The recent Alliance special feature on arts funding in philanthropy, despite its broad view, fails to take seriously the fundamental question: should philanthropic funds be devoted to the arts? Remarkably, although many of the pieces explicitly or implicitly acknowledge that a great deal of philanthropic funding of the arts is little more than tax-subsidized privilege, no one goes on to suggest that something should be done about it.
‘There is an abiding idea that arts funding is elitist, that it goes to the promotion of so-called “high” art and culture – classical music, opera, ballet – enabling the privileged to enjoy their privileges,’ write Andrew Milner and Caroline Hartnell in an article summarizing a wide range of perspectives. ‘Undoubtedly some of it does, but it doesn’t have to.’ This is perhaps the weakest defence imaginable.
Before moving on to arts funding that doesn’t fall into that category, it would seem imperative to at least put a reasonable percentage on the amount of philanthropic arts funding that goes to naming rights on concert halls or wings of museums that primarily cater to the wealthy. In the United States we are witnessing the grotesque situation of the Lincoln Center, one of the country’s major arts centres, paying a former donor’s heirs (the Fisher family) to take a name off a concert hall in order to receive even more money from a different donor (David Geffen). And yes, this is all tax-subsidized ‘philanthropy’. If a large percentage of funding is in fact privilege masquerading as philanthropy, then do we not have a duty to call this out and confront it head on?
‘If a large percentage of funding is in fact privilege masquerading as philanthropy, then do we not have a duty to call this out and confront it head on?’
Further, as many of the articles also note, a great deal of ‘arts’ funding is instrumentalist, its true goal to accomplish some other form of social change, be it empowering women (Sarah Mukasa) or other marginalized groups (Santosh Samal), encouraging a social justice revolution (Katherine Watson) or just changing health behaviours (Fiona Ellis and Hania Aswad citing the Gates Foundation).
Barry Knight’s challenge to this type of arts funding is on point. Just because marketing and communications is wrapped in pretty clothing doesn’t change its nature. An advertisement written by Molière and photographed by Man Ray is still an advertisement. While I by no means begrudge using the best tools available for the job, it seems to me that we are not really addressing the actual question of whether philanthropy should fund art if the answer is that art is a tool in pursuit of other goals.
‘We are still left with the core question: should philanthropy fund the arts? The possibility that the answer is “no” has to be taken seriously.’
If we then exclude instrumentalist and privilege-maintaining funding from consideration, how much philanthropic funding of art for art’s sake is there? Does anyone know?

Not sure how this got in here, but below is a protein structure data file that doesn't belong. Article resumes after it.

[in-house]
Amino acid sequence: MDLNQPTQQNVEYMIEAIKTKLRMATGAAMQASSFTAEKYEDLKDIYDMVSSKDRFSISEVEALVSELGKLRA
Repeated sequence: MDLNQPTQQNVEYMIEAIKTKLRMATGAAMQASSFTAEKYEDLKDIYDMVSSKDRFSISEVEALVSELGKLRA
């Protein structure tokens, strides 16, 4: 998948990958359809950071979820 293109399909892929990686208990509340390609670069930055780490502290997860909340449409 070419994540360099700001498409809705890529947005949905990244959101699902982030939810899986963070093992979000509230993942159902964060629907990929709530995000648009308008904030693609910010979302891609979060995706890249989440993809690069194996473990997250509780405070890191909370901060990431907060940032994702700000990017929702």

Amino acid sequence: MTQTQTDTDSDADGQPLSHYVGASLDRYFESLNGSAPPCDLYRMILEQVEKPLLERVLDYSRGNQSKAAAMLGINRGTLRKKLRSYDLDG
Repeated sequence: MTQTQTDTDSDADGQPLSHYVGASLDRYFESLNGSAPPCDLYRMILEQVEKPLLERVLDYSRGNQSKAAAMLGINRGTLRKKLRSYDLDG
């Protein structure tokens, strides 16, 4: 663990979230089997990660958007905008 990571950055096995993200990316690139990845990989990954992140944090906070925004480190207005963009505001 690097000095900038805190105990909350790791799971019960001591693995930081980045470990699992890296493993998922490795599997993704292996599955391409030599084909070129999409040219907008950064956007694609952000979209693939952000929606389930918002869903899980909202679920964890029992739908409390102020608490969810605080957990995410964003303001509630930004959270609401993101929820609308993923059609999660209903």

But even setting these classification questions aside, we are still left with the core question: should philanthropy fund the arts? The possibility that the answer is ‘no’ has to be taken seriously.
That answer emerges from the most passionate defences of the arts on their own terms: the creation and enjoyment of art is fundamental to human nature. All philanthropy should begin with the question: what would happen without these funds?
The immutable human yearning for art means that art will happen. Indeed a brief look at history shows that tyranny, poverty, even madness are no true barriers to art – Solzhenitsyn, Basquiat and Van Gogh put paid to those notions. Most of human history has been lived with 90 per cent or more of the planet’s population living in what we today call extreme poverty. And yet art flourished. And this is true not only of ‘great’ art but also of the everyday. You need not spend much time in even the poorest of places before encountering human beings creating something of beauty. Philanthropists weren’t the motivating force behind, say, the Arts & Crafts movement or Grandma Moses.
The biggest barrier to art is not the lack of philanthropic funding but the number of people on the planet whose lives are constrained by disease, hunger, violence, enslavement and death. It is illogical to advocate for a right for everyone to experience art but ignore the people who do not get to exercise that right not because there is no local art centre but because they are dead or disabled by disease or torture.
‘It is illogical to advocate for a right for everyone to experience art but ignore the people who do not get to exercise that right not because there is no local art centre but because they are dead or disabled by disease or torture.’
It is not enough, then, to defend funding of the arts by saying that art is important. The argument must be that it is more important than other uses of those funds. No one in the special feature made such an argument because, I suspect, they can’t. Simply asserting that ‘dictators lock up the poets first’ doesn’t make it true. Of course there are many artists imprisoned around the world, but in the absence of any evidence in the special feature to the contrary, I will continue to believe that there are even more political activists and journalists imprisoned or murdered than artists.
My point is not that there should be no funding of the arts. But funding of the arts is a very different thing from philanthropic funding of the arts. The bottom line is there is nothing in the special feature that would cause me to change my mind that philanthropy should be radically reallocated towards the core problems of preventable death and disease, hunger and violence.
Timothy Ogden is executive partner of Sona Partners and a contributing editor to Alliance. Email email@example.com
Lead image: Avery Fisher Hall, part of New York’s Lincoln Center. Photo by D Ramey Logan.